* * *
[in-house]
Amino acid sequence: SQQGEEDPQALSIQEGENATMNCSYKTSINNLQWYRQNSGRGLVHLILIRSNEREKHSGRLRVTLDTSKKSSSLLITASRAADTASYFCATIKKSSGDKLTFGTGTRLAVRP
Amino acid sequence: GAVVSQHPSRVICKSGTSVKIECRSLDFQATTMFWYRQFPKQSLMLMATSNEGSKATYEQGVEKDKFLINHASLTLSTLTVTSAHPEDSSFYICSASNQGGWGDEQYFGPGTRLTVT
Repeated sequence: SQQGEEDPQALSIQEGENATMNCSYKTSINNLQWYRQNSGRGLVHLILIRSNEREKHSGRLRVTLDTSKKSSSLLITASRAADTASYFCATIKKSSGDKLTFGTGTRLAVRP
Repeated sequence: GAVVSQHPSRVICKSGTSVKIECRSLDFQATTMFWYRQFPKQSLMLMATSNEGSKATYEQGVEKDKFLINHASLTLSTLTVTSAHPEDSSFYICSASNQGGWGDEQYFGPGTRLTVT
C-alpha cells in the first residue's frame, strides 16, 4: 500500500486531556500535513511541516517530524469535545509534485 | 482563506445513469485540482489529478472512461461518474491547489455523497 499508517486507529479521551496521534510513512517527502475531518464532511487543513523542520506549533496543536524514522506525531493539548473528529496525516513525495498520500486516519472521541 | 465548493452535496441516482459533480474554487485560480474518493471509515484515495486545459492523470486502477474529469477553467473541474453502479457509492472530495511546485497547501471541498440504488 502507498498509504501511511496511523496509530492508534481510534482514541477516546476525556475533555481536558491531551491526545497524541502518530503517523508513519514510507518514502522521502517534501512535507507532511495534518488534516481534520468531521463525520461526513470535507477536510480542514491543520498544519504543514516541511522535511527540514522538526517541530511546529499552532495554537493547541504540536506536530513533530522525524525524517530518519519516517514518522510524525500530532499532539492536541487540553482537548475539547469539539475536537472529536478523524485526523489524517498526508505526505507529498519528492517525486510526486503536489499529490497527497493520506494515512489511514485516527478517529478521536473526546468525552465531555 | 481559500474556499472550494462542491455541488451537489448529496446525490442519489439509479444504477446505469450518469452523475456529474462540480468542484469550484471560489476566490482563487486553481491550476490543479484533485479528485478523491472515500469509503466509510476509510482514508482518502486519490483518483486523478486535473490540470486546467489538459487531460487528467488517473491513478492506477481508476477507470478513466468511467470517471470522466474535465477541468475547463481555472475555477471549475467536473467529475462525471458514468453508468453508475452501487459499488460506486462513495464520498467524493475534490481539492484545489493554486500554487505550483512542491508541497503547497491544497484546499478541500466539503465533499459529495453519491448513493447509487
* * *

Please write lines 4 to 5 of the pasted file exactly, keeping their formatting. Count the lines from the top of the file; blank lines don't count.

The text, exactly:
Repeated sequence: SQQGEEDPQALSIQEGENATMNCSYKTSINNLQWYRQNSGRGLVHLILIRSNEREKHSGRLRVTLDTSKKSSSLLITASRAADTASYFCATIKKSSGDKLTFGTGTRLAVRP
Repeated sequence: GAVVSQHPSRVICKSGTSVKIECRSLDFQATTMFWYRQFPKQSLMLMATSNEGSKATYEQGVEKDKFLINHASLTLSTLTVTSAHPEDSSFYICSASNQGGWGDEQYFGPGTRLTVT